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Sun May 6, 2018, 02:35 PM

California to require solar panels on most new homes

https://www.engadget.com/2018/05/06/california-to-require-solar-panels-on-most-new-homes/

There's no question that solar power is entering the mainstream, but California is about to give it a giant boost. The state's Energy Commission is expected to approve new energy standards that would require solar panels on the roofs of nearly all new homes, condos and apartment buildings from 2020 onward. There will be exemptions for homes that either can't fit solar panels or would be blocked by taller buildings or trees, but you'll otherwise have to go green if your property is brand new.

The plan doesn't require that a home reach net-zero status (where the solar power completely offsets the energy consumed in a year). However, it does provide "compliance credits" for homebuilders who install storage batteries like Tesla's Powerwall, letting them build smaller panel arrays knowing that excess energy will be available to use off-hours.

The new standards are poised to hike construction costs by $25,000 to $30,000 (about half of which is directly due to solar), but the self-produced energy is estimated to save owners $50,000 to $60,000 in operating costs over the solar technology's expected 25-year lifespan.

Short of a surprise rejection at the Energy Commission's May 9th vote, this will make California the first state to have a solar panel requirement. It's relatively easy to do this in the region given California's abundance of warm, sunny days and high real estate prices -- it's hard to see this happening in the American Midwest, where winter and lower home prices could make solar decidedly less practical. Critics have complained that this could make California's housing shortage worse by pricing people out of those homes that are available, and note that most people in the state only really draw on non-renewable energy when they come home from work and strain the electrical grid.

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Reply California to require solar panels on most new homes (Original post)
jpak May 2018 OP
Cicada May 2018 #1
wasupaloopa May 2018 #2
The River May 2018 #3
mountain grammy May 2018 #4
wasupaloopa May 2018 #5
UnFettered May 2018 #6

Response to jpak (Original post)

Sun May 6, 2018, 02:49 PM

1. A bank should be willing to raise loan amount due to lower utility bills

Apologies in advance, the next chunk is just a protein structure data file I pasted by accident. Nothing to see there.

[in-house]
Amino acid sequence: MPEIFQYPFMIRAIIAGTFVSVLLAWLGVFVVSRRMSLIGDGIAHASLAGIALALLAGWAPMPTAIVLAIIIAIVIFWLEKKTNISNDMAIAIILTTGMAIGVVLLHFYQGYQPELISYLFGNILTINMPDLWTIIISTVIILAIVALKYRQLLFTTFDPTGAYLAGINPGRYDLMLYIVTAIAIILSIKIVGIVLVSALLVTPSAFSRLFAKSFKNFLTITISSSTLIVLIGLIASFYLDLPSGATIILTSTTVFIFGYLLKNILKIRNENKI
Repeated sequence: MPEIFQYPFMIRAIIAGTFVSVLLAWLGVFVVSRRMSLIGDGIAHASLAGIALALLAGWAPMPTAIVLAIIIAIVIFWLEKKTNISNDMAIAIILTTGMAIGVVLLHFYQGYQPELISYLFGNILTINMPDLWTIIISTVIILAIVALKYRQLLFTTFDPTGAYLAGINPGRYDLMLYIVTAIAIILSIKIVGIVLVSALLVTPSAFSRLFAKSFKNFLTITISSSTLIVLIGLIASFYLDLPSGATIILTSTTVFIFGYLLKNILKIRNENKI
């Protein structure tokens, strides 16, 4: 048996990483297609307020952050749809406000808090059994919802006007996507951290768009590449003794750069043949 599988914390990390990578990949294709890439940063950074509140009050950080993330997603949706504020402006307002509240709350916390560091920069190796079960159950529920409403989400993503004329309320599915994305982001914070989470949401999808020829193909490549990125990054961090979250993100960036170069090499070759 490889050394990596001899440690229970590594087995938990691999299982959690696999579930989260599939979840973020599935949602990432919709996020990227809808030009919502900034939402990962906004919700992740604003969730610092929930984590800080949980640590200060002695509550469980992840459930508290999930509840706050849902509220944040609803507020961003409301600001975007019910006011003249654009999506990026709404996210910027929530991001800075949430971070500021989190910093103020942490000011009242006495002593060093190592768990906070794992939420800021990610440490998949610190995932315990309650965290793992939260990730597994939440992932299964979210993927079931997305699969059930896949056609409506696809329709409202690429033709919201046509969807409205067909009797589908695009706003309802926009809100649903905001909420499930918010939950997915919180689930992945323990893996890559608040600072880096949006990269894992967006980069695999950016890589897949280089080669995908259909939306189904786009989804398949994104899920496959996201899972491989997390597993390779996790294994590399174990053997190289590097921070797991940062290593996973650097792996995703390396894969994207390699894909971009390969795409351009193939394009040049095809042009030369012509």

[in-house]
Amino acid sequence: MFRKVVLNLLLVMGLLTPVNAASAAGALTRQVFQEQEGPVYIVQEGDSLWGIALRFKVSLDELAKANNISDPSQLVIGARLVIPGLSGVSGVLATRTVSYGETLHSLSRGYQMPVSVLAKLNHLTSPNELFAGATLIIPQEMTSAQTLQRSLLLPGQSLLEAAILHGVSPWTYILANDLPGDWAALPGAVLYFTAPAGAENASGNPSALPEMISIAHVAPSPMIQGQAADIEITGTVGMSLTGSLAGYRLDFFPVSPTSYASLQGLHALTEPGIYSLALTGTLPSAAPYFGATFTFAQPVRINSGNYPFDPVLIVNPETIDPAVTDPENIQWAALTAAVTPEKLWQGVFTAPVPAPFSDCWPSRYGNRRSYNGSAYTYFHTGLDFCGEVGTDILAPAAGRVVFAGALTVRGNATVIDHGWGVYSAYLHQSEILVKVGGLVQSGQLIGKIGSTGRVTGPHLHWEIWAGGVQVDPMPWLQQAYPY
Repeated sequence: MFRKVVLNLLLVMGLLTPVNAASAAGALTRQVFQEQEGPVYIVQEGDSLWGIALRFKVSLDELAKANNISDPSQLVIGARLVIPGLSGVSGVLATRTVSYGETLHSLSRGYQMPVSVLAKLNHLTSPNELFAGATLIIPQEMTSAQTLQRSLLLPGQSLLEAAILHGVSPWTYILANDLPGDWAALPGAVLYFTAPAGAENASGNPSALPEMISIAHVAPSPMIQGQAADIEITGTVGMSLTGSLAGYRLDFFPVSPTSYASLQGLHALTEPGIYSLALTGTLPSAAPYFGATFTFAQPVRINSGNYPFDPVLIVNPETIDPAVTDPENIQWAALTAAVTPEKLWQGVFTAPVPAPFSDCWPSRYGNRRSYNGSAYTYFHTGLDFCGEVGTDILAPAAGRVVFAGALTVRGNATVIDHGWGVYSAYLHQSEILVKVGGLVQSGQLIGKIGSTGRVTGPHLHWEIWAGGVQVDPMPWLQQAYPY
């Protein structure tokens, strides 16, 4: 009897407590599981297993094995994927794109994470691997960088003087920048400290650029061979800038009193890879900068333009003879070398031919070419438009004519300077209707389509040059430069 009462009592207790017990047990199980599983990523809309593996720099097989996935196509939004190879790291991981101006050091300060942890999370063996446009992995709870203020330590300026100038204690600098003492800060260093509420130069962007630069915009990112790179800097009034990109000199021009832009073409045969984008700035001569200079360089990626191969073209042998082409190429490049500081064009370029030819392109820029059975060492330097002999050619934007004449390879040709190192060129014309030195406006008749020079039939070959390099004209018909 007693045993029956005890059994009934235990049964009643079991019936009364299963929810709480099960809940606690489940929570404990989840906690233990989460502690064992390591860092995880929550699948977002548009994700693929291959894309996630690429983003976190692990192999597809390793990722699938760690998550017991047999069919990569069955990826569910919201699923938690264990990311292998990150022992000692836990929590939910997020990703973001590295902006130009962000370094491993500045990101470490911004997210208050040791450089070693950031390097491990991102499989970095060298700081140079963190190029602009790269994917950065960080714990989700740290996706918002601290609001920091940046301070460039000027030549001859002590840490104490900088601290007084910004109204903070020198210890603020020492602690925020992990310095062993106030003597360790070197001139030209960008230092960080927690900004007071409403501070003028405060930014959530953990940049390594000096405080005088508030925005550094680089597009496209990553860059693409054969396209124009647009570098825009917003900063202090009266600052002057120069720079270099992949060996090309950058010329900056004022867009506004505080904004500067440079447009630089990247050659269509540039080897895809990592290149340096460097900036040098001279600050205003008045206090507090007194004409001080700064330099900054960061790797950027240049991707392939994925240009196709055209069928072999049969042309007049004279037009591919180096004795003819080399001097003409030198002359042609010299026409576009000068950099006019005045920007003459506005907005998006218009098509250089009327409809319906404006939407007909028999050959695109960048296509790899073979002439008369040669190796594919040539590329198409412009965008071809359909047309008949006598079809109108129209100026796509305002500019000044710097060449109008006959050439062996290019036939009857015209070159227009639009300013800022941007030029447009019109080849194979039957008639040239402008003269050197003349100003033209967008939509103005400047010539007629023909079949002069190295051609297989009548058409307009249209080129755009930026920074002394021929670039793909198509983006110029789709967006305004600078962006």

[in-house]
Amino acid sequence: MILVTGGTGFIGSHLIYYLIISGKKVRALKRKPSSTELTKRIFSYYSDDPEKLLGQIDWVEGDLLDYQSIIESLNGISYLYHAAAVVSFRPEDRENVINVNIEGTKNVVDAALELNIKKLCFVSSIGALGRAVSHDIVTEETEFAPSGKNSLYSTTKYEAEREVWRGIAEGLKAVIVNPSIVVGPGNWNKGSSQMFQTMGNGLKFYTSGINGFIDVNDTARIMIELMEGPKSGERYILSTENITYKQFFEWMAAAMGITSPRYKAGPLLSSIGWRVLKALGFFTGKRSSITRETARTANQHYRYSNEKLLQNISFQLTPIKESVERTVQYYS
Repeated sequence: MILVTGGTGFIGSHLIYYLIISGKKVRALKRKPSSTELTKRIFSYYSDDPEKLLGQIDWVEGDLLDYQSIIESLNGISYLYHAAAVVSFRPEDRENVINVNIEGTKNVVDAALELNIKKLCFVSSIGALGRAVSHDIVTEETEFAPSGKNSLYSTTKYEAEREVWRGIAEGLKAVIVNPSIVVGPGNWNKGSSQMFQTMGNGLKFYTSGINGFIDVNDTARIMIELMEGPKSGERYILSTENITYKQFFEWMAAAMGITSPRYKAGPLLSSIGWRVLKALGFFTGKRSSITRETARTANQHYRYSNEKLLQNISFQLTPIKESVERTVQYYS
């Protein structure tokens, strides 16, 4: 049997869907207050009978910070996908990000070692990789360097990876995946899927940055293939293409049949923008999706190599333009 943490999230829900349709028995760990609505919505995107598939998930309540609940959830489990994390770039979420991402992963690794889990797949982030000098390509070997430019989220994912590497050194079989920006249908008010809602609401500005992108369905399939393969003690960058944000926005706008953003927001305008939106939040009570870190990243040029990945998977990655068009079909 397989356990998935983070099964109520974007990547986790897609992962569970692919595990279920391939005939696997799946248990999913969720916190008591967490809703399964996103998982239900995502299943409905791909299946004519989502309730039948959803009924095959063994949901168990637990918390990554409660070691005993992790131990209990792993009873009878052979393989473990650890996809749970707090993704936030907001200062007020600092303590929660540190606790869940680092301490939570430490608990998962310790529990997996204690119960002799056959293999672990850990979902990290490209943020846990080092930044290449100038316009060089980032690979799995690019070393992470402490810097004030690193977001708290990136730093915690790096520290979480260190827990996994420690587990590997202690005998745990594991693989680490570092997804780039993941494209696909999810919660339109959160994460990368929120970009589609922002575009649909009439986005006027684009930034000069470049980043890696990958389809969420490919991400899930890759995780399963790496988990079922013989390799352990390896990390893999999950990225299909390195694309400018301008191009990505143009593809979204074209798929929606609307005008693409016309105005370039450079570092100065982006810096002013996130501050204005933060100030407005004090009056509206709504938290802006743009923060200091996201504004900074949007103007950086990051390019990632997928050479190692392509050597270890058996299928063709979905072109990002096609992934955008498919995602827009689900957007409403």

A home purchaser with lower expected utility bills should be more credit worthy than others so banks should be willing to finance most of the additional home cost.

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Response to jpak (Original post)

Sun May 6, 2018, 03:09 PM

2. Here is the problem with that at least as it stands with us. I have a new house.

 

The builder contracted with a solar company to provide solar to who ever wanted it on the roof. The solar company promises a reduced cost in utilities because you don't use the local electric company when you can use solar. But you do need the electric company when solar does not provide enough electricity.

You don't need to buy the solar equipment but you do have to pay the solar company monthly and sign up for a 20 yr contract.

Then the local utility charges you more for the electricity you do buy from them because you are not paying your share to maintain the grid since you are only a part time user of it.

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Response to wasupaloopa (Reply #2)

Sun May 6, 2018, 03:29 PM

3. They Are Just

leasing your roof for 20-25 years. You have to keep 'em clean and still pay the solar company but at a slightly more reasonable rate. If it comes with the mortgage you are saving more money in the long haul.

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Response to wasupaloopa (Reply #2)

Sun May 6, 2018, 05:46 PM

4. I have friends with panels on the roof

Paying monthly to solar company. Saving approx. $1000/year on electric.. we’re gonna do it.

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Response to mountain grammy (Reply #4)

Sun May 6, 2018, 06:41 PM

5. I didn't want to sign up for a 20 yr contract. If I sold the house the buyer would by the contract

 

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Response to jpak (Original post)

Sun May 6, 2018, 09:20 PM

6. Needs to be more affordable

I wish there was a bigger push to make solar panels cheaper and improve the technology. I love the idea of being able to produce your own electricity, but the cost is outrageous.

I looked into it for my own home and love the idea especially since my area is prone to power outages. The almost 30k price tag I was quoted makes it a hard pill to swallow given my monthly electric bill is normally not much above a 100 dollers. It would be a well over a decade before I broke even. It would be much more viable option for more Americans if it was cheaper.

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